Contact the Everyman (021 4501673) to book your place.

Family History Day (27th August 11am-3pm)

Do you have a query about an elusive ancestor or are you looking for help on getting started with your family research? Learn how to discover the secrets of your family tree with a day of talks and consultations with genealogy experts.

Gaelic Fields- Paul Carroll

We are delighted to host local artist Paul Carroll’s latest photography exhibition, Gaelic Fields. When first approached by Paul in autumn 2016 his photobook collection was not yet printed. During their first conversation Paul showed our programmer the full collection of photographs and she was instantly drawn to the character of the landscape and communities at the centre of his work. There is great depth to this work, with hints and clues telling more complicated stories, sometimes humorous sometimes more serious and always thought provoking. The breadth of this project is incredible with the full collection taking 7 years to put together. Joins us here in our Mezzanine Gallery from 3-31 August and take time to take in Gaelic Fields.

Artist Statement
Gaelic Fields by Paul Carroll is a 7-year photography journey throughout Ireland, capturing the action of Ireland’s national games in their unique surroundings. The work imprints the rituals, aspects and action of a Gaelic club game on to each locality.
Over the course of his 31,000 mile journey, Carroll documents the importance of grassroots Gaelic games within its communities and its relationship within the environment. Gaelic football, hurling, camogie and ladies football feature at all adult levels in rural and urban landscapes.
Each county on the island is included as well as every element of Irish weather.
Gaelic Fields showcases Ireland’s landscape in a way which is unique and familiar. It is also a portrait of communities and the social nature of Ireland’s most played sports.

Artist Overview
Paul Carroll is a Cork City based photographer.
He also works in a support accommodation for 18-25 year olds who are homeless or at risk of being homeless. He is the organiser of Cork City’s homeless street league soccer tournament.
Both jobs in social care financed his 7 year journey throughout Ireland documenting Ireland’s national games, the grassroots communities involved and the locations games are played.
Carroll studied darkroom photography in Cork’s College of Art and Design. He has a Degree in Electronics, Graduate Diploma in Entrepreneurship Management and a Diploma in Journalism.
He lives and works in Cork City.

Evening Echo 125th Anniversary Exhibition

St Peter’s Cork is delighted to host the Evening Echo’s latest exhibition, a collection of “now and then” photographs from contemporary and historic Cork. To mark the Evening Echo’s 125th anniversary, an exhibition of archive and contemporary photos are on view to the public in our Ground Floor Gallery. Running alongside our local heritage exhibition A City by the Sea, the Echo’s collection offer real insight into Cork’s rich history.

The exhibition offers a great opportunity to compare modern Cork life and architecture to the city’s past design and infrastructure. Of particular note are the large images of life inside the newspaper’s printing rooms and wonderful images of the Capitol Cinema and Queens Old Castle.

Visitors enjoy wandering through the exhibition,  getting a real sense of how Cork has developed over the decades. It’s a great exhibition for visitors and locals alike, especially for families as it’s very visual and engaging making it accessible for younger audiences. How has our city changed? Do you recognise the buildings, do you see anyone you know?!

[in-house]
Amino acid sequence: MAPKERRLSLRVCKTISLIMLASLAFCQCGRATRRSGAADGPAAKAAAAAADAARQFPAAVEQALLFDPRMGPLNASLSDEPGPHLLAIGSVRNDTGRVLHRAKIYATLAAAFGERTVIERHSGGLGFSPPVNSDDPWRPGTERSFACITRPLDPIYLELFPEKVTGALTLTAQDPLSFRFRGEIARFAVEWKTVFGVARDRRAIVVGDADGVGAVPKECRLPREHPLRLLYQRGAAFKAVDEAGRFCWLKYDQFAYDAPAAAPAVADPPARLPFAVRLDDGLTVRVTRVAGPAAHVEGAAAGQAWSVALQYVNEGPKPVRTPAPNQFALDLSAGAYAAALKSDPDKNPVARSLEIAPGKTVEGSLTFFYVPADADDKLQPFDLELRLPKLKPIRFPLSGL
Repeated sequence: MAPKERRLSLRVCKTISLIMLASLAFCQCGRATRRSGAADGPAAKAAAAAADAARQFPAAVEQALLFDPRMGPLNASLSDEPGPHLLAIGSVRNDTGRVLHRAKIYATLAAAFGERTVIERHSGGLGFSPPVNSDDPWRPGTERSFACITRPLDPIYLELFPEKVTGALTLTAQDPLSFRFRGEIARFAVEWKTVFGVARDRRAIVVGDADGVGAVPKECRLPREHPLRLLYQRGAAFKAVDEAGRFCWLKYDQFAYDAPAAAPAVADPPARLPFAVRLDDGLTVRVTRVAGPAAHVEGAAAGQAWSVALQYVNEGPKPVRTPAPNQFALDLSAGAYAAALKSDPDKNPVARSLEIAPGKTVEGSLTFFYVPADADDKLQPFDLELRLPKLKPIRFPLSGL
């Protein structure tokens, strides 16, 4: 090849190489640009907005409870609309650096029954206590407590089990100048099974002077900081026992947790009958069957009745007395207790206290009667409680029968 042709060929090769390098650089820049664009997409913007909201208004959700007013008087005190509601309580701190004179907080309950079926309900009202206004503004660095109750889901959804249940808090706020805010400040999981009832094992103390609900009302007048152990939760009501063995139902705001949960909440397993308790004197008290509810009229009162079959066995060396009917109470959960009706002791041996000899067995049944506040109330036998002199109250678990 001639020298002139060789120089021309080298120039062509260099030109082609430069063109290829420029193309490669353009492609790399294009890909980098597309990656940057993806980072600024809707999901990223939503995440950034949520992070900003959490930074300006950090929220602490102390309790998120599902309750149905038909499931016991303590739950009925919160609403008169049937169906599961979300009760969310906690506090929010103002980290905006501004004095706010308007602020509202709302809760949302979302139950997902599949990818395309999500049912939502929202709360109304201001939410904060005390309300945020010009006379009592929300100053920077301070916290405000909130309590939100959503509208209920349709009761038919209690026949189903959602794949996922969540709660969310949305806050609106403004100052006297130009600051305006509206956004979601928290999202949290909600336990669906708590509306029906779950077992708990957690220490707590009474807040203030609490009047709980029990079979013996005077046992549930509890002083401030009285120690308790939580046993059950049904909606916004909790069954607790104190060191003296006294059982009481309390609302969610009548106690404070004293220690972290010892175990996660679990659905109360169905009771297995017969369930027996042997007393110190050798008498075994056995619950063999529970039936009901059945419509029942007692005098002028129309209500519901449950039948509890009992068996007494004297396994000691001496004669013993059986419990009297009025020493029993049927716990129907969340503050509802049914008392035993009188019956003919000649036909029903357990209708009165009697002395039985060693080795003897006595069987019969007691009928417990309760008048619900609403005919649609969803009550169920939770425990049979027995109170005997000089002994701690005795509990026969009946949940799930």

This exhibitions is free to the public and will run until September 2017.


Forest: Exhibition by Hammond Journeaux

St Peter’s is thrilled to be welcoming Hammond Journeaux to exhibit her most recent work, Forest. Hammond last displayed work in he venue in 2012 and we are delighted to be hosting a full exhibition of her latest work.

    About Forest by the Artist

The vision for Forest is an ambitious one, paying Homage to the Tree. In an exciting and innovative way, through collaboration. A soundscape, collection of visual artworks and poetry. An exploration of ideas and findings arising out of a gathering of trees from the real to the imagined and abstraction into symbolism while appealing to the exhibition space.

As a visual artist through collaboration, l have enriched the sensory experience of Forest. And provided for portraiture its place, that of the collaborators and abstractions from the stimulus of sound and poetic words. My avenue of trees from observation to imagination attained out of drawings on the forest floor in Chinese ink to studio completion with pastels.

Camilla Griehsel and l met some years ago and proposed to work on a project together, which now has become Forest. Griehse’s soundscape builds from the space before words giving expression to Forest. The trees caught in sunlight forming shadows amongst themselves, playing into
Imagination. Along with the vocals of deforestation stimulating thoughts torn from the soil. She also sings the words out of the mouth of the poet, and those inspired by the visual art works that resonate within her.

Through a mutual friend l became acquainted with Carl Sennhenn’s (pictured) work and requested poetry for Forest. In his own handwriting, Sennhenn provides fruitfully. Some of poems stand-alone while others are spoken for in artworks and soundscapes.

The design of the exhibition space dictates isolated areas were aspects of Forest can be experienced. These off shoots contain works that hold empathy, like the Tree of knowledge series of boxes. The soft trunks hanging as a movable forest for a boundary between the avenue Tree series and dividing the main hall showing a separate exhibition.

You’re welcomed to Forest and encouraged to tie a yellow ribbon on the old oak tree.

About the Artist
Hammond Journeaux, painter and illustrator, was born in 1964 in New Zealand. She was selected for the Whose Day Book, 1999. She represented Ireland European City of Culture, Cork, 2005.

She has exhibited images inspired by “The Lament of Art O’Laoghaire”, permission granted by Thomas Kinsella, which lead to a series entitled “RedHorses”. She designed the cover of Shop Poetry Magazine Spring 2000, from which followed her “Blue Bulls” sequence of work.